Wayne Rooney celebrates his penalty kick goal v. Arsenal (Getty Images)

Wayne Rooney celebrates his penalty kick goal v. Arsenal (Getty Images)

Boy, am I glad I decided to get Fox Soccer Channel today or else I would’ve missed a doozy of a match. It was today, at Old Trafford, that Manchester United came from behind to defeat Arsenal by a score of 2-1.

First things first: Andrei Arshavin’s goal was amazing. One of the best I’ve seen since Cristiano Ronaldo’s 40-yarder against Porto in last year’s Champion’s League. Arshavin really is living up to the hype he created at Euro 2008 and he’s proving to be one of Arsène Wnger’s best pick-ups. Ryan Giggs set up both of Red Devil goals. First, a beautiful pass led Wayne Rooney into the box where he was tripped up by Manuel Almunia and awarded a penalty kick. Rooney coolly slotted that kick home. The second goal was a Giggs corner that went in off an Arsenal defender. How embarrassing for him.

Now, the match was exciting. It had up and down action that reminded me of a hockey game; I can’t imagine how drained the midfielders were after it was all over; Arsenal dominated the first half while United dominated the second. If it wasn’t beautiful football it was very entertaining football. It illustrated perfectly why people will get up at an ungodly hour to watch the Premiership.

With all that said, the end was marred by 2 things:

1. There were 5 minutes of added time. How the hell did that happen?

2. Wenger was tossed after he kicked a water bottle in front of the Gunner bench. In my opinion, the kick affected nothing and simply indicated frustration (a goal had just been called back on an offside call [the call was correct]). It was unnecessary intervention by the Fourth Official.

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Saturday Night Links: foreign policy edition

Everton 1-6 Arsenal (Michael Regan/Getty Images)

Everton 1-6 Arsenal (Michael Regan/Getty Images)

Something that’s been kicking around in my head, esp. when it comes to Mexico, is soccer as foreign policy initiative. Andrés Martínez wrote an interesting article examining it which is well worth a read.

Luis Bueno figures that Mexico’s two wins in a row have given it back its swagger when it comes to playing the US. While I won’t go that far, I will say that Mexico is looking much better now that Giovani dos Santos has decided to become a quality player again. I’m seeing shades of Nicolas Cage in dos Santos: he’s great when he wants to be but he rarely wants to be. I hope dos Santos starts doing crazy things with his hair.

Jozy Altidore’s move to Hull City FC has been delayed because of work permit issues. What the fudge? He’s played enough national team games so the permit should be a formality at this point. Get on with it, British Home Office!

The Premiership is back! The Premiership is back! And either Arsenal is really good or Everton is really bad. Tim Howard isn’t nearly that bad so I’m going to call this a tremendously off day.

Charlie Davies scored two goals for Sochaux. Keep it rollin’, Charlie!

Some Manchester United fans are still upset at the Glazers. Can’t we all just move on? It’s not like the Glazers have run the club into the ground.

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Saturday Night Links: Silly season update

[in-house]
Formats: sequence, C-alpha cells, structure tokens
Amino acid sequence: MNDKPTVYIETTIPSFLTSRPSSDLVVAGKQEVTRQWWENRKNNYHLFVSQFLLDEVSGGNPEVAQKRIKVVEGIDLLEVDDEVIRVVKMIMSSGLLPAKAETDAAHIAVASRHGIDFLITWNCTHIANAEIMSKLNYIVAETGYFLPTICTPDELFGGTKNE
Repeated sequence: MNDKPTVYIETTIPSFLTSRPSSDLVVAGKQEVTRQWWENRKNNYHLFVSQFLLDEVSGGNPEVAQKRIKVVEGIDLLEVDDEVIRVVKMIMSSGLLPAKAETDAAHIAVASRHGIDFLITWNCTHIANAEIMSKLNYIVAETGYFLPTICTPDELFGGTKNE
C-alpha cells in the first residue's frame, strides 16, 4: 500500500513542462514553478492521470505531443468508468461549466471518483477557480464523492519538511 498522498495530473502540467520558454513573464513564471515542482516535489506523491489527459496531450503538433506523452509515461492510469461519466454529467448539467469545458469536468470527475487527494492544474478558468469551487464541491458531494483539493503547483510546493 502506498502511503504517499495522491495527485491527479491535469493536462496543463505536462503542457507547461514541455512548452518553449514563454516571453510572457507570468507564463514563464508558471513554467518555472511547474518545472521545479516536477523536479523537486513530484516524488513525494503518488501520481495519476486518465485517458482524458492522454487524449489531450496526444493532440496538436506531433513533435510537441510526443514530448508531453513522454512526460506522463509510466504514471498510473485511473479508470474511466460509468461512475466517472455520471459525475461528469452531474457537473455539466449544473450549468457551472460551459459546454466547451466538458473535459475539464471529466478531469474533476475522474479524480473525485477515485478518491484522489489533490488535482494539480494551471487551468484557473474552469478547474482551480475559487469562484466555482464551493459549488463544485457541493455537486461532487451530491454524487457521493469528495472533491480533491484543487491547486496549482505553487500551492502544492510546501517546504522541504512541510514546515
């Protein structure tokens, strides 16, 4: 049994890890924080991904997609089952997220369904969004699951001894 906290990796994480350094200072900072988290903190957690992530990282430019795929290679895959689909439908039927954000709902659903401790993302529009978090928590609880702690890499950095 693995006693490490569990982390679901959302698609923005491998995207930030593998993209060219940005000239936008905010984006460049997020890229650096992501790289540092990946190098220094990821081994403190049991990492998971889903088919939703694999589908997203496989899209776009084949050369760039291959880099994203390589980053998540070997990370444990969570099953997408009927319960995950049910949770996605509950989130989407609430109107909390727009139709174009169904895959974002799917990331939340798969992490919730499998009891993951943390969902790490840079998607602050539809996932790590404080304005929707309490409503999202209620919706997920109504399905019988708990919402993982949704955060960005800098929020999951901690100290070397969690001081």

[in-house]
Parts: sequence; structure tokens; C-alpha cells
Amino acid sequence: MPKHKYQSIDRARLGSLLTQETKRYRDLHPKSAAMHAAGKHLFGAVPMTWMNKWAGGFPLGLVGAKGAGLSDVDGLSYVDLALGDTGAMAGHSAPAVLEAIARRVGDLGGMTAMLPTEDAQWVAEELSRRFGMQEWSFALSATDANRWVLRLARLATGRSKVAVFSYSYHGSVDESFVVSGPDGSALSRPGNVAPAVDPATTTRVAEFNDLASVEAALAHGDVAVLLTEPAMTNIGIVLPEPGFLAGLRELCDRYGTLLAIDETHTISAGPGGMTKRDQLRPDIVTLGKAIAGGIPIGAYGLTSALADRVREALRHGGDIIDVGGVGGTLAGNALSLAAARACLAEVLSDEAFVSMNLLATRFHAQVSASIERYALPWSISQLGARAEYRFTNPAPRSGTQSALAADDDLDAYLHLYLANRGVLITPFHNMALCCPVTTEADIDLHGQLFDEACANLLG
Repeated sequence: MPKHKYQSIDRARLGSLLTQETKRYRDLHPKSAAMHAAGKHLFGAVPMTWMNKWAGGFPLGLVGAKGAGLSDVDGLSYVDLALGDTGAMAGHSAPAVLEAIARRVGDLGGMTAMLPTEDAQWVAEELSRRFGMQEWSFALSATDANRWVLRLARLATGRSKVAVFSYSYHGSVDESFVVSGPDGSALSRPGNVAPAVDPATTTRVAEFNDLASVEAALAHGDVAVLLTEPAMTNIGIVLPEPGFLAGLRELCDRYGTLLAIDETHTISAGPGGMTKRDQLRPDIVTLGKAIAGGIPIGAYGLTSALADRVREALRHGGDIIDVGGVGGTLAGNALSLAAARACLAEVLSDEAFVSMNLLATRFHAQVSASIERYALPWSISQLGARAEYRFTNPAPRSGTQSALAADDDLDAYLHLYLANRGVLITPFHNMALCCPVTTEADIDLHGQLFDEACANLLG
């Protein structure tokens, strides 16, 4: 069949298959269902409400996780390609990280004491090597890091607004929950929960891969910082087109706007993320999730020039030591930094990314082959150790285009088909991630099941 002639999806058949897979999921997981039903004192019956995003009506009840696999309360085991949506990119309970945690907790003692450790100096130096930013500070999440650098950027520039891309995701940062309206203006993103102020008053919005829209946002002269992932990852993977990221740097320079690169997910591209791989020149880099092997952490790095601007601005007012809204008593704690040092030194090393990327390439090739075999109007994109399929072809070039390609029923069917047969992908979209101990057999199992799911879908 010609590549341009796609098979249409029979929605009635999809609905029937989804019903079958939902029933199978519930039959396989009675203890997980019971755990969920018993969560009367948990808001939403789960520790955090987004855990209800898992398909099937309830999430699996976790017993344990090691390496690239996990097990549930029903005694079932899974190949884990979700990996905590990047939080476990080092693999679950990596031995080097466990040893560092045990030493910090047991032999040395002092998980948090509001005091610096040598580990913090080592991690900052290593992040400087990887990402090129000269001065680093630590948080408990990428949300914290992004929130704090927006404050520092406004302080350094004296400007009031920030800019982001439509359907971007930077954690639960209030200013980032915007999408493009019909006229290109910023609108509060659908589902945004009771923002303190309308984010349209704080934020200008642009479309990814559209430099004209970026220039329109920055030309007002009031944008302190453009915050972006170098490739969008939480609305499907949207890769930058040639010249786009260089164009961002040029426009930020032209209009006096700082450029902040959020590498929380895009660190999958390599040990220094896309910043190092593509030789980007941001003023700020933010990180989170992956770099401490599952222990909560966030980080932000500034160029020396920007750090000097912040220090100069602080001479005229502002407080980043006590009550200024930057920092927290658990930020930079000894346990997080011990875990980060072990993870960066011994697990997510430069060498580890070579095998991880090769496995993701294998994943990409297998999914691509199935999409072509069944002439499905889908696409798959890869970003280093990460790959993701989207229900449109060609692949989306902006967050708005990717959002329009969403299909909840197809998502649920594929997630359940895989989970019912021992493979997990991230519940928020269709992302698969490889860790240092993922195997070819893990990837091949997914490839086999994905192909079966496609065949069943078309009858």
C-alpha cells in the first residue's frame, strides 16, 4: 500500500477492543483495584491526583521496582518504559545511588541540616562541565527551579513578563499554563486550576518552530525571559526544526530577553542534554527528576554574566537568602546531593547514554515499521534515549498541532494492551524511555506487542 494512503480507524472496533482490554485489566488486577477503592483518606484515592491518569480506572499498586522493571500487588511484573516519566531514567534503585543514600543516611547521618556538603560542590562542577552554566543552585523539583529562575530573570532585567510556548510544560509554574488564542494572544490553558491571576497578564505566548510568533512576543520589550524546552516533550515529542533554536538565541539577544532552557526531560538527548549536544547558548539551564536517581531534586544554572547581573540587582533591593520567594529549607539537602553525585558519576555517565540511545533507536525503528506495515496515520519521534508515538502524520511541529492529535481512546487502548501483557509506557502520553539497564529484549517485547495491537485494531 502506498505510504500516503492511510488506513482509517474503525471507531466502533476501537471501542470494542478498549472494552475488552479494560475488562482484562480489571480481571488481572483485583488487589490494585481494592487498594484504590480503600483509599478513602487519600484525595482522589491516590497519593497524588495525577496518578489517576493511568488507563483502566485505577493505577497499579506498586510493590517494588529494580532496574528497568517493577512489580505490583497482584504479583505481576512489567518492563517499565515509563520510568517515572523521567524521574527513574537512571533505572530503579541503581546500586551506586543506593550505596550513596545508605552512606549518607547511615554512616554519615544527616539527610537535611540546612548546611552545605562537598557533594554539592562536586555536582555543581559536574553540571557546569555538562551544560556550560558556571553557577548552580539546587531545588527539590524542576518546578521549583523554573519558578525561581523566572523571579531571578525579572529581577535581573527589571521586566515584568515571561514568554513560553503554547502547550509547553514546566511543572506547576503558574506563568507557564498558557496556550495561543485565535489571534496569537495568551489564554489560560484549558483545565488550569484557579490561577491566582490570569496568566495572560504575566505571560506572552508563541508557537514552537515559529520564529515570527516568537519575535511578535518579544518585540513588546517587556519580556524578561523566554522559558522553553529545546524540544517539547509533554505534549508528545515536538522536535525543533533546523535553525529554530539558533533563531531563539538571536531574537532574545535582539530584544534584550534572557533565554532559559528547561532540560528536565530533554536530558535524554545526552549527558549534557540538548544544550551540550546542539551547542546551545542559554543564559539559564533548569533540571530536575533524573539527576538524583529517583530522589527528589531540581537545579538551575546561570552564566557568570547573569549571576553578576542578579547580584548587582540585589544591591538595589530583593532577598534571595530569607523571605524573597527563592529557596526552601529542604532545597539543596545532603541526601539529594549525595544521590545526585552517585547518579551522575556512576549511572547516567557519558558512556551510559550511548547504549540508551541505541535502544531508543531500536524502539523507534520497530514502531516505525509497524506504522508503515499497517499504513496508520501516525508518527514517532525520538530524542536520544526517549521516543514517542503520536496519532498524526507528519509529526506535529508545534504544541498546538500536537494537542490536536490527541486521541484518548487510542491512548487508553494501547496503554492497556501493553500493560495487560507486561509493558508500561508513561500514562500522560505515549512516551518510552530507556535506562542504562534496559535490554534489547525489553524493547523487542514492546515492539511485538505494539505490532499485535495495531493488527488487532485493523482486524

This is a couple of days old but I’m still a bit surprised that Barcelona would send Samuel Eto’o, Aliaksandr Hleb, and €45 million for Zlatan Ibrahimovic. Okay, I’ll grant that Ibrahimovic is a really good striker. But he’s not Cristiano Ronaldo in that he’s not worth two players – one of whom was the lead striker on Europe’s best team last year – and €45 million. That’s just ridiculous. Inter did well in this deal. Of course, this isn’t official yet so I could be wrong.

In other news, Arsène Wenger is apparently in no hurry to replace Emmanuel Adebayor. He’s under the delusion that Robin van Persie and Nicklas Bendtner or Eduardo (coming off a horrific injury) can fill the role. I’m flabbergasted. (The article lists Andrei Arshavin as a potential replacement, which I agree with, and Theo Walcott, who is a winger, and will not replace Adebayor’s scoring.) I’m not sure what Wenger is doing but if I was an Arsenal fan, I’d be worried.

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Today’s WTF moment: Wenger to Real Madrid

Arsene Wenger

Arsenal manager Arsène Wenger was asked to comment on managing Real Madrid on the weekend. He said:

“With Florentino Pérez in charge, the project he has put forward would be ­interesting for any coach but I would prefer not to comment on this.”

That is, as the Guardian noted, the first time he’s never come out and said he’s committed to Arsenal. Very interesting. I’m inclined to believe, along with some others, that Wenger is posturing for a larger transfer kitty this summer. That, too, is interesting. In the past he hasn’t usually made a big deal about money, mostly because he’s content to buy infants in pursuit of the never-present “future.”

The change means, of course, that he might be listening to his prize recruit, Andrei Arshavin, who has recently declared that Arsenal need more “players like [him]”. Arshavin means, of course, players who are 27 or so. That is, players who have already developed a little and won’t crack under the pressure of European competition. Arshavin is, of course, correct in his analysis. When has Arsenal played its best since January? With him in the line-up. Granted, he’s a singularly talented player, but it can’t hurt to have a couple of more players like him, with similar experience, on the back line and in the middle of the pitch. Perhaps this vague shot across the bow of the Arsenal board is Wenger’s first signal that he’s ready to supplement his kiddie corps with some able veterans.